Welcome to the third installment of Messaging That’s Memorable blog series in which we guide you through our four-part messaging structure that we use with our clients to help them communicate who they are and what they do in a succinct yet compelling way.
Now that you have an understanding of how to immediately captivate would-be supporters through your Belief Message and know how to reel them in by naming the problem your organization was uniquely created to address through your Problem Message, it’s time to continue to hold their attention and paint a picture of the impact of your work through the Impact Message.
The Impact Message is the message you tell of what happens as a result of your organization’s efforts.
Sound familiar? This message is the most common type of message nonprofits communicate to their audience, and it is the one that many struggle to write and to write well.
Many organizations talk about their impact by spewing facts, figures, and statistics. It’s been said before that a pie chart never made anyone march on Washington. We couldn’t agree more.
Other organizations have talked and continue to talk about their impact unethically, using stories they did not receive permission to use, stealing agency away from those in their stories, and centering their organization as the saviors rather than participants in uplifting the communities they serve.
So how do you share your story of impact ethically and in a compelling way?
Here is Mission Minded’s model for crafting Impact Messages:
The best way to communicate your impact is to tell a story—a story that illustrates your organization’s benefit told in a compelling way, ideally from the voice of your community. The good news is that your organization probably has lots of stories of impact, whether or not you’ve uncovered them yet.
But part of sharing an impact story successfully begins by asking the question of whose story it really is. Is it yours to tell? Do you have permission to do so, and can that permission be revoked at a later date?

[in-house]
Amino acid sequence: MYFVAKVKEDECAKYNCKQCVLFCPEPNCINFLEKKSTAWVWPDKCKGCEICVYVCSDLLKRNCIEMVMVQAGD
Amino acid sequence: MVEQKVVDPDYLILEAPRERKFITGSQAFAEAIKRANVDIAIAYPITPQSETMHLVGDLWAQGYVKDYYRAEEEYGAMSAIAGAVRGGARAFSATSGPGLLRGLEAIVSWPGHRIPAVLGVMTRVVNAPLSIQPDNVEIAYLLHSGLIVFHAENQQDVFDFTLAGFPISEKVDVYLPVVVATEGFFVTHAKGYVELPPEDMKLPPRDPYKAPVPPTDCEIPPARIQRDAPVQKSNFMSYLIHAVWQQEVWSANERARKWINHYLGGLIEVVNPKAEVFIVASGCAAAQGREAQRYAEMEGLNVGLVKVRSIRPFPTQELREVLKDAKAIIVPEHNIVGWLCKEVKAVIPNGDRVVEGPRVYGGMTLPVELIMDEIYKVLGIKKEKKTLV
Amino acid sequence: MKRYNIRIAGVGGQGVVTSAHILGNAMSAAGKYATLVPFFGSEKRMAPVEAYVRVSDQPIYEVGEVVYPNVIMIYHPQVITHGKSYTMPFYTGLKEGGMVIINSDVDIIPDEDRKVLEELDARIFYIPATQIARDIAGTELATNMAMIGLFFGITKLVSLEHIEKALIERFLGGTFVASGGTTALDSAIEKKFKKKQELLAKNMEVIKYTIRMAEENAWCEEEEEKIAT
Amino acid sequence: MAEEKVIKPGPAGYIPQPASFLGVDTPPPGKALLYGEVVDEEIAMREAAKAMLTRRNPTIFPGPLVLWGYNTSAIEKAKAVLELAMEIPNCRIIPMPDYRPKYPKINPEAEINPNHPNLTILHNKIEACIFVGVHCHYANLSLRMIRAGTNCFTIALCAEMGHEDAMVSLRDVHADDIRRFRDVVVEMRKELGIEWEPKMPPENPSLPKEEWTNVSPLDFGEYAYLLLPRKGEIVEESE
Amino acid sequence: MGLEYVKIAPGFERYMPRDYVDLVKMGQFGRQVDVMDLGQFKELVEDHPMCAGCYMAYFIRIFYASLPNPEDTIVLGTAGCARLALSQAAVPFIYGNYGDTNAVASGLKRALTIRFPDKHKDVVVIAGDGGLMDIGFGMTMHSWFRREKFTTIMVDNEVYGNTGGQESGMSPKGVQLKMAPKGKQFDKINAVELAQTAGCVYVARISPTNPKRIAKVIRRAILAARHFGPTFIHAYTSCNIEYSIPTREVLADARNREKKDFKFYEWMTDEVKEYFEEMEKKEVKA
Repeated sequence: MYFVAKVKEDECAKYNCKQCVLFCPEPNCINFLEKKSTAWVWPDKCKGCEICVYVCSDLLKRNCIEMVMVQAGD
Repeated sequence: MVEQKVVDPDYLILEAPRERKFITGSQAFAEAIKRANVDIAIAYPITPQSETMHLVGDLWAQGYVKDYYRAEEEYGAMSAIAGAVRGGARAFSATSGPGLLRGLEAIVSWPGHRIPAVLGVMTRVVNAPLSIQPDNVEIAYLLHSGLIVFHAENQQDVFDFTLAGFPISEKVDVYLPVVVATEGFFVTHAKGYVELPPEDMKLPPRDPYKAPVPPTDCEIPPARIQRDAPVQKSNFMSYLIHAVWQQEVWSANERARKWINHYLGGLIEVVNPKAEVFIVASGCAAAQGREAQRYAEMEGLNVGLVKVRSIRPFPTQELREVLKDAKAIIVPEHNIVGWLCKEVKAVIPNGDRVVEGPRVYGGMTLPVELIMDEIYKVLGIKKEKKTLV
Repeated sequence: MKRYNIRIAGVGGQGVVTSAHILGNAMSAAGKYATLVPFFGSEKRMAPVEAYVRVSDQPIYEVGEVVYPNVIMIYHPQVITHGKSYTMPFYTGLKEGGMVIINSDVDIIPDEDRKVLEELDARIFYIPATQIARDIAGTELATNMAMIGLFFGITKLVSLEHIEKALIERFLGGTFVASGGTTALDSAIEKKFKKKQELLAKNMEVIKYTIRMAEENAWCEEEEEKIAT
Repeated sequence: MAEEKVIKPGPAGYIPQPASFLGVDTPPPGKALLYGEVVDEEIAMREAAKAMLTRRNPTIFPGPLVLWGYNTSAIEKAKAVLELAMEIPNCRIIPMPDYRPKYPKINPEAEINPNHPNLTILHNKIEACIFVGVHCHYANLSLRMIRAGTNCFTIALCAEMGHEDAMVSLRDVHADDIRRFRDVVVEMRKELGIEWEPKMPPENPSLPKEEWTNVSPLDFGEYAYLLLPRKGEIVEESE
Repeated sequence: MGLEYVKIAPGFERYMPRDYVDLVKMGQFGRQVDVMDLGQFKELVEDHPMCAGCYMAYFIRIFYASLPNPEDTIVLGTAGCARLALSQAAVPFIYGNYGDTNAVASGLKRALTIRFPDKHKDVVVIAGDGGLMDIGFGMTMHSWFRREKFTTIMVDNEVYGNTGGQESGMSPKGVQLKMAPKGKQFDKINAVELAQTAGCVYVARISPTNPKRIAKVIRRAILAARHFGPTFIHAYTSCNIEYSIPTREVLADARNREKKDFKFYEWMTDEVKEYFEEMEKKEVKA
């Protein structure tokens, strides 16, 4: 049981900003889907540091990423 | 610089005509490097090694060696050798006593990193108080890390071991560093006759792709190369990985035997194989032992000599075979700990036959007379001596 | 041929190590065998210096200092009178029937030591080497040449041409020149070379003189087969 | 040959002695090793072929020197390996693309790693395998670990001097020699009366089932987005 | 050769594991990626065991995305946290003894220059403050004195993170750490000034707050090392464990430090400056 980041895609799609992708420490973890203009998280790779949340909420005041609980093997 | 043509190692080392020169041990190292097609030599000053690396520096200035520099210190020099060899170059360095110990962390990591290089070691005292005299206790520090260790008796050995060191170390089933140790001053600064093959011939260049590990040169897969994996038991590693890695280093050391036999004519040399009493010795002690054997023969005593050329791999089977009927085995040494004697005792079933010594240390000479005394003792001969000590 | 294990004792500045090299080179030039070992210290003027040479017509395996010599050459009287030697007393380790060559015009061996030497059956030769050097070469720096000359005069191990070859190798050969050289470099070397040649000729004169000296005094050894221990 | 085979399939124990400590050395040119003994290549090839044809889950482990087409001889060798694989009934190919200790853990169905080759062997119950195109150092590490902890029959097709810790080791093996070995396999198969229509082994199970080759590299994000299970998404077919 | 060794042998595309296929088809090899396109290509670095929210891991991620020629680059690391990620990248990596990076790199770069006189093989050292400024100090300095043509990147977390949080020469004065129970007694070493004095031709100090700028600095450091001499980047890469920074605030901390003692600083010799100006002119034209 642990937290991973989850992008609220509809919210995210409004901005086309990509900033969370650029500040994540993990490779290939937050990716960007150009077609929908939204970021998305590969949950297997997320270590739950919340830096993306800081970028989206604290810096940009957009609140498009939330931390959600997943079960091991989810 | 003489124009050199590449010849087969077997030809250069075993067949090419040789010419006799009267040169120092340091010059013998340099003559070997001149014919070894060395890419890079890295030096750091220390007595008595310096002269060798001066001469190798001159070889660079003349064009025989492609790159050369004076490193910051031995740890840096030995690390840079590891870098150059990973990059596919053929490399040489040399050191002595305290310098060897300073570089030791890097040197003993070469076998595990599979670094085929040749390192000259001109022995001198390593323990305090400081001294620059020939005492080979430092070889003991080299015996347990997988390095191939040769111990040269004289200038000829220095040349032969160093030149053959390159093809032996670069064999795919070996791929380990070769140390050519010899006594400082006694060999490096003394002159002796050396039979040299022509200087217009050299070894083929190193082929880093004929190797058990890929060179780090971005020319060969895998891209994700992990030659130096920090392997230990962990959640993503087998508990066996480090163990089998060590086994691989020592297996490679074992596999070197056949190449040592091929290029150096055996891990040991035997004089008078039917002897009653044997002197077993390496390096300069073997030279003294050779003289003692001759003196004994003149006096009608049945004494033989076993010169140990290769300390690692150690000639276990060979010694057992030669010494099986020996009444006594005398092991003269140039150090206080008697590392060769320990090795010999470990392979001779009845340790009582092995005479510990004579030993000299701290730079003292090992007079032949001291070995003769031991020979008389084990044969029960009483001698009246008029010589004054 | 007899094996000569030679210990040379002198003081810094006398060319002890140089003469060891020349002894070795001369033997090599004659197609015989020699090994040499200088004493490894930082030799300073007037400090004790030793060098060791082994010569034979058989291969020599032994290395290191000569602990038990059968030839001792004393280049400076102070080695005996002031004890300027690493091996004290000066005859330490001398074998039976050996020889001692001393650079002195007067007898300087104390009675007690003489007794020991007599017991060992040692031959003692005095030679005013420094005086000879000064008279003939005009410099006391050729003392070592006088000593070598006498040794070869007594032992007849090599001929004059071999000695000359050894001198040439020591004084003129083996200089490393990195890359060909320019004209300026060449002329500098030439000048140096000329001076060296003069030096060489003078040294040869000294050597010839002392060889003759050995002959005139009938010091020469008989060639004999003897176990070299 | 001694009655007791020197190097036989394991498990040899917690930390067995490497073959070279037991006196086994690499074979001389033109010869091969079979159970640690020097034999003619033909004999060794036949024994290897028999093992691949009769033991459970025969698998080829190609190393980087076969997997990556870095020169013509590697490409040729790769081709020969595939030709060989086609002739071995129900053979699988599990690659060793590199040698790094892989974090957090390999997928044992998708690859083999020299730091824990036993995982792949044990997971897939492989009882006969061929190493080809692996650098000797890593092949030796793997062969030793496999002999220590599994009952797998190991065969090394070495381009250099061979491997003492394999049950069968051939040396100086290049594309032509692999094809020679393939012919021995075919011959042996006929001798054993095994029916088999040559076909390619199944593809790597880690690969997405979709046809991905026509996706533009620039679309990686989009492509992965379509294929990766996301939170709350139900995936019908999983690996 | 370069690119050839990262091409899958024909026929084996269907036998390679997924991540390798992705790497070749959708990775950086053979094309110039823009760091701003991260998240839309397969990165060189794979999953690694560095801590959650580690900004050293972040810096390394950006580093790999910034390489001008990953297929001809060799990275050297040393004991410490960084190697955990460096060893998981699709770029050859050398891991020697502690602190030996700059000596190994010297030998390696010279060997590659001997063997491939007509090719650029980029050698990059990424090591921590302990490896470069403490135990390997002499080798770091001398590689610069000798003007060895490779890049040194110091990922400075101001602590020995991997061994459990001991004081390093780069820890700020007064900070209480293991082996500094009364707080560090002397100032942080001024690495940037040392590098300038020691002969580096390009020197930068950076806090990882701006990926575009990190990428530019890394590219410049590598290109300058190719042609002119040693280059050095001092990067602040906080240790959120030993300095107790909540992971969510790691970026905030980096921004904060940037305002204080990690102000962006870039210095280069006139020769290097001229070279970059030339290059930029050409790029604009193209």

Once you’ve vetted the story you wish to share, we recommend you structure those stories for the best impact:
That final bit—explaining how only this partnership could have created this outcome—is key. It’s meant to reinforce what makes your organization different from all the others.
Additionally, make sure you are making an emotional connection by employing these storytelling best practices:
All individuals, families, and communities have dreams for the future. At Puente, we believe that self-sufficiency is essential for turning those dreams into reality. Every day, we walk side-by-side with our South Coast neighbors as they cross the bridge toward independence. By advocating for health, education, and community development, we elevate our communities to build confidence for themselves. Because when people have equitable access to the local resources that support their dreams, they’re one step closer to realizing them.
But you know, there’s a problem…
Health insurance, quality education, affordable housing, and employment rights remain inaccessible to many in Pescadero, La Honda, Loma Mar, and San Gregorio. These systems that surround San Mateo County, like so many other U.S. communities, are complex and often uphold historic racial oppression and discrimination. Our South Coast neighbors deserve an ally that shares tools for self-advocacy, empowering them to overcome these barriers of oppression and move confidently forward into their future.
Let me give you an example…
Eduardo worked alongside his family as a farm worker on the rural South Coast. Every year after his seasonal job at a farm ended, he and his family were unsure of where else to go. He had heard about Puente from other farm workers and decided to reach out. Known in town for his bilingual and professional skills, Eduardo was able to secure a job with Puente helping with the U.S. Census count.
At the conclusion of the U.S. Census project, Eduardo worried that he would be back in the same situation as before, unsure of his next steps in employment to help support his family. He applied for an open position as a Community Health Specialist with Puente, and he got the job because his passion and skills were a perfect fit for the role. Puente gained a strong, values-aligned staff member who could relate to the communities that Puente serves, and Eduardo was empowered to begin this new career journey and support his family in the process.
See how Puente’s Impact Message throughout the story, centers Eduardo, his drive and motivations, rather than the organization itself. Instead, what is honed in on is their symbiotic relationship that demonstrates how Puente was able to have a successful impact on their community through Eduardo’s own agency and how their drive impacted Puente equally bringing his skills and passion to their cause.
In the last couple months, Mission Minded has written about impact storytelling through an equity lens, stories that foundations can tell as intermediaries, and stories that explain complexities in a concise and clear way. We highlight these resources below to help you tell your impact story authentically and inspire volunteers and donors to support your organization:
Stay tuned for the next installment in this series in which we talk about the Detail Message: the last message you should use to describe your organization’s results. Click here to access this four-part blog series.
Frida supports and executes Mission Minded’s Marketing and Client Relationship strategies where she manages social media and digital content, oversees conference speaking opportunities, and acts as project management support on various client engagements.
See all posts by Frida Silva